Well, I thought you may wish to know that yesterday I got my first X# successful mapping of an Entity, albeit a simple one.
I have a simple 'Supplier' class with properties of just value type. I then have a second class called 'Product' which has mainly value type properties but also one other, a 'virtual' property which is itself of business class type 'Supplier'.
The following image shows the seed data bound to two data grid controls :-
In the top data grid you can see the Supplier object as the ToString() method involves three of its value type properties.
Now the good thing about Entity mapping is that the LINQ code is still simple - no need for JOINs which many 'fear', or hate (Nick!).
Here is the code to retrieve the Product data (Image '_32' ) :-
Here below is the simple WPF data binding :-
Of course if the query using LINQ is simple then the complexity has to be in the mapping and also for me in how I seed the test data. Below is some code for table population - note that the Supplier table data needs to be seeded (and in place in the SQL database) before this Product seed code is run :- image '_35'
If we seed and populate in the wrong order we can get this - see below :- (image '_36')
*** Note 36,37,38 images in next post - too many links !!! Robert ? ***
... image 36 ...
Reversing these lines of code get us success once again :- (image '_37' )
Now you may like to see just what a simple change I had to make to the Product class definition to bring all this about - get stuff to happen. Well below we need to view line 276, that's all, and see that the other properties are on lines 254-256. Most of the rest of the class definition has been collapsed so we can see clearly what is going on, even if it is not much ;-0)
image '_38 (next post)
So for those people who understand English and British humour we could say that "nobody can see the join ! "
P.S. I will now go and add more classes like 'Order' and 'OrderLine', 'Customer' and 'Invoice', and make Entity mappings right from their inclusion (from the start).
Oh! and by the way, I am managing in VS without any Intellisense, but it would be nice to have what Frabrice is working on for us ;-0)
In case you think my posts show that I always have success, and hit no issues, be assured that that is definitely NOT the case! Yesterday I had one of those 'backwards' days, but I have learned a LOT from the problems and issues - be most careful when 'seeding' a newly created database based on Entity 'mapping'. The Foreign Key constraints built into the 'Code First' solution by EF6 can bite you (hard). For a good laugh at my expense, see the error message sent back to me from the SQL Server - image '_45' but I won't insert it, just attach it, for obvious reasons when you try to view it!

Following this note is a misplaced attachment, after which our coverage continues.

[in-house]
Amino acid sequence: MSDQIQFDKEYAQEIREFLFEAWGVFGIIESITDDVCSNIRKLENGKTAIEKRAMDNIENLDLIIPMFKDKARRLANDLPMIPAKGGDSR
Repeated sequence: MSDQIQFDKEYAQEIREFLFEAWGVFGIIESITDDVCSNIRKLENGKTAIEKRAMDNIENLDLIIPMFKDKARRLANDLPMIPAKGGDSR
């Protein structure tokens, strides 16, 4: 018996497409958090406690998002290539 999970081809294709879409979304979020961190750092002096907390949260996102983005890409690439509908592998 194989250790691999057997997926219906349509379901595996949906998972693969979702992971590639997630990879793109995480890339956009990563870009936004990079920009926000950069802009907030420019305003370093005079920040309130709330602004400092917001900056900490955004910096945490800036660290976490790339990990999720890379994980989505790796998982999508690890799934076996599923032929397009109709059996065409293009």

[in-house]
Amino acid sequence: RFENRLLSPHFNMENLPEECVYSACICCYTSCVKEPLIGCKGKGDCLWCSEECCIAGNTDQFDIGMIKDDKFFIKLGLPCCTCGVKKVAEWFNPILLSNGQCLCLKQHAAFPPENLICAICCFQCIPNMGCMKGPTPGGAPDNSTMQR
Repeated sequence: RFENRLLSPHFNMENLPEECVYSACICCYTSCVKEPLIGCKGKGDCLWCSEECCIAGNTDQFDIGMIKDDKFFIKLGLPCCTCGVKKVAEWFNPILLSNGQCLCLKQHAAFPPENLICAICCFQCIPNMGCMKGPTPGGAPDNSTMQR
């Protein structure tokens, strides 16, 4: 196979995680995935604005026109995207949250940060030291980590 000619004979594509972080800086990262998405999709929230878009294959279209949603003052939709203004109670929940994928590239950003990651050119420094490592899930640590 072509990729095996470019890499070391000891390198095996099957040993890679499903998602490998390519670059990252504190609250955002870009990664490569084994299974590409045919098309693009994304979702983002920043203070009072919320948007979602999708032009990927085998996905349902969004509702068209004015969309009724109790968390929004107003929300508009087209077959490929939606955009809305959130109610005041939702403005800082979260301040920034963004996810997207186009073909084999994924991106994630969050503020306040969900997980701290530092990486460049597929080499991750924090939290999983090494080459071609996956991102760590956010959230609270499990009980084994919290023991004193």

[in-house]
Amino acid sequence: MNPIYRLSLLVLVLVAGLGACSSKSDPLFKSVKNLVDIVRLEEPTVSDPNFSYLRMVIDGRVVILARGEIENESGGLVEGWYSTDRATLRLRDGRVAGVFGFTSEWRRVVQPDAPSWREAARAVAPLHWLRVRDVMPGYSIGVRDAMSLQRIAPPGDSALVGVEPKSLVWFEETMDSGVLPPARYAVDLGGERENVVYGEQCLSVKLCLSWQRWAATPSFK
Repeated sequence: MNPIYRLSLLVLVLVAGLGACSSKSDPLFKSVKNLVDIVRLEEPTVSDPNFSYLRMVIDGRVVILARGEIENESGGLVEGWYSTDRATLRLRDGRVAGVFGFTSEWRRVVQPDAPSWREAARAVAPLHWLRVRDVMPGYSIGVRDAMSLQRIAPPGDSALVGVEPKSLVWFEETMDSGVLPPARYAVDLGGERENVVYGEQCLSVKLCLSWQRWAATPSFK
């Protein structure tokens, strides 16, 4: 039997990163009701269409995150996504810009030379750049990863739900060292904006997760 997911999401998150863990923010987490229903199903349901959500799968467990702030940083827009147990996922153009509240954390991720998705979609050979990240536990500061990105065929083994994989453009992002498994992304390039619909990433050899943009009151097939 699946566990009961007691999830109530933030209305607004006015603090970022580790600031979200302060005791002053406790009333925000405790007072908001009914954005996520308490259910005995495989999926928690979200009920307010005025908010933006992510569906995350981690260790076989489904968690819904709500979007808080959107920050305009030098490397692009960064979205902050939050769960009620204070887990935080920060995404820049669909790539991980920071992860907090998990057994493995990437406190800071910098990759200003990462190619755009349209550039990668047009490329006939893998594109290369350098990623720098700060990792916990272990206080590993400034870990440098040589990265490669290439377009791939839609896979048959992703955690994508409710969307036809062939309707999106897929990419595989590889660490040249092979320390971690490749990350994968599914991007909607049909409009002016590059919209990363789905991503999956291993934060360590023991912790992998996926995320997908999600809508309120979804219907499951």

Once I got my head straight about Customer / Order identities and FK constraints, then this morning was progress as usual, more or less, - thank God. Here in image '_46' is what I was after yesterday :-
The main WPF form has a data grid control with the collection of Entities 'bound' to it.
Notice that because the oOrderList is a 'virtual property' of the business class 'Customer', we need to display the list in a drop list, or combo box control.
The entity framework mapping has done its stuff and joined Customer / Order tables on the 'CustomerId' value (or column), I would guess. No work at all by me/us. See the next image '_49' to see how easy it is to bind the list of entities to the WPF form, line 64 does it all :-
If you are interested to see how easy it is to script the XAML required for the templates, then the three image files '_47', '_48', and '_50' will show you how. This is lifted almost directly from my Cologne 2015 example and eNotes, on data binding and EF6. I just found it and copied etc..
Just so you know, the actual data is still stored in 'flat' tables in the database, it is the EF6 'mapping' in my .NET solution which makes all the difference, and also does most of the work. here are the Customer and Order tables after the Seeding and Population - check them out :-
Remember, that all the SQL database / table creation and data seeding is done by the EF6 support stuff, all I am doing is making a .NET Entity 'mapping' - which quite frankly is reasonably easy to do - and certainly easy to copy and adapt from another working example.
Thanks to Nick Friend for his help and support with EF6, and an example or two!
Now I am on my way to 'OrderLine' and 'Invoice' - wish me luck, and no nasty huge error messages ;-0)
The image / file 'Insert and Attach' system in the Form posting editor appears to have a mind of its own !?
Checkout the image numbers to go with the correct text parts.
I will try better next time - however, we no longer have a restriction on the number of links / attachments.
Cheers for now,
P.S. if you are interested in this EF and X# work with LINQ then plan your schedule to come to Cologne in April - provided that Meinhard and Michael allow me to do a couple of sessions on it. Fingers crossed.